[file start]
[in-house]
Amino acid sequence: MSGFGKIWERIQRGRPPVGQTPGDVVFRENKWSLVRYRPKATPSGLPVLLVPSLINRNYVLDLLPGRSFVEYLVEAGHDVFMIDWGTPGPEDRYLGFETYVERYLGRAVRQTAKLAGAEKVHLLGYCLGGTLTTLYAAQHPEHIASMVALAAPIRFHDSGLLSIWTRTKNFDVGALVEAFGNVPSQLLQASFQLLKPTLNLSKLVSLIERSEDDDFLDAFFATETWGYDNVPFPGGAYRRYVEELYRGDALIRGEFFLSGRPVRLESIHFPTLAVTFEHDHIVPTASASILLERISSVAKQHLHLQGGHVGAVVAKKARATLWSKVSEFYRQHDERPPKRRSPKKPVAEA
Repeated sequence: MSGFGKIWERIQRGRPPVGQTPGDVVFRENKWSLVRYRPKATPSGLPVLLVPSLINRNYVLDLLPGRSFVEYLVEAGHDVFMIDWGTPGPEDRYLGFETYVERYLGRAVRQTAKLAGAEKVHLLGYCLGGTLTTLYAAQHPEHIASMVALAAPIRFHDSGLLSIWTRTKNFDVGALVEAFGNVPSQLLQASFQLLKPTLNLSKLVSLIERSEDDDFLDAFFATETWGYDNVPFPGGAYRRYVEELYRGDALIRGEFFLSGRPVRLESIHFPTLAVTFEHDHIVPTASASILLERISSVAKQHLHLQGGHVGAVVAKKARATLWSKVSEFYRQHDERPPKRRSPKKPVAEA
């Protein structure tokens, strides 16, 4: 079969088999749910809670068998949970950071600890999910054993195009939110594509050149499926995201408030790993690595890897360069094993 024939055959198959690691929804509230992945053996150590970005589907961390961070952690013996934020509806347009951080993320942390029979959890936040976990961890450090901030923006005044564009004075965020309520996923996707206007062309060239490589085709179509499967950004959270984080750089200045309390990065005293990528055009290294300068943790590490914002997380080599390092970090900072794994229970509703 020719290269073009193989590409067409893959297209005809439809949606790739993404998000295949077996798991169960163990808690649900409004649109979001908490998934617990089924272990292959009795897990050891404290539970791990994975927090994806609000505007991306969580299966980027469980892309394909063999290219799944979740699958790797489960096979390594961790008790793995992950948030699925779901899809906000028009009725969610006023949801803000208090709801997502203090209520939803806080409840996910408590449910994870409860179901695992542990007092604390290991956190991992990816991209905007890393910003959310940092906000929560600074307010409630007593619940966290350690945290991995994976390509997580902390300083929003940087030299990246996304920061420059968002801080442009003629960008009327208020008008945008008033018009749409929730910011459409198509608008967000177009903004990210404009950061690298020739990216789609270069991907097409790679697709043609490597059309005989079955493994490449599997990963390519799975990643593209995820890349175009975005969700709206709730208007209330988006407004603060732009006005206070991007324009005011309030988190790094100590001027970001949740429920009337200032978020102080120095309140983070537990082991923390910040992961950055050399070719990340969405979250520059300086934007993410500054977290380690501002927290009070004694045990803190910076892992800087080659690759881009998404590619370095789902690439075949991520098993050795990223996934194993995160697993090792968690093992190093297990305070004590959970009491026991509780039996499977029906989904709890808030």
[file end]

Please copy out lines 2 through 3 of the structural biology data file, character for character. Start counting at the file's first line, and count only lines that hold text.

Amino acid sequence: MSGFGKIWERIQRGRPPVGQTPGDVVFRENKWSLVRYRPKATPSGLPVLLVPSLINRNYVLDLLPGRSFVEYLVEAGHDVFMIDWGTPGPEDRYLGFETYVERYLGRAVRQTAKLAGAEKVHLLGYCLGGTLTTLYAAQHPEHIASMVALAAPIRFHDSGLLSIWTRTKNFDVGALVEAFGNVPSQLLQASFQLLKPTLNLSKLVSLIERSEDDDFLDAFFATETWGYDNVPFPGGAYRRYVEELYRGDALIRGEFFLSGRPVRLESIHFPTLAVTFEHDHIVPTASASILLERISSVAKQHLHLQGGHVGAVVAKKARATLWSKVSEFYRQHDERPPKRRSPKKPVAEA
Repeated sequence: MSGFGKIWERIQRGRPPVGQTPGDVVFRENKWSLVRYRPKATPSGLPVLLVPSLINRNYVLDLLPGRSFVEYLVEAGHDVFMIDWGTPGPEDRYLGFETYVERYLGRAVRQTAKLAGAEKVHLLGYCLGGTLTTLYAAQHPEHIASMVALAAPIRFHDSGLLSIWTRTKNFDVGALVEAFGNVPSQLLQASFQLLKPTLNLSKLVSLIERSEDDDFLDAFFATETWGYDNVPFPGGAYRRYVEELYRGDALIRGEFFLSGRPVRLESIHFPTLAVTFEHDHIVPTASASILLERISSVAKQHLHLQGGHVGAVVAKKARATLWSKVSEFYRQHDERPPKRRSPKKPVAEA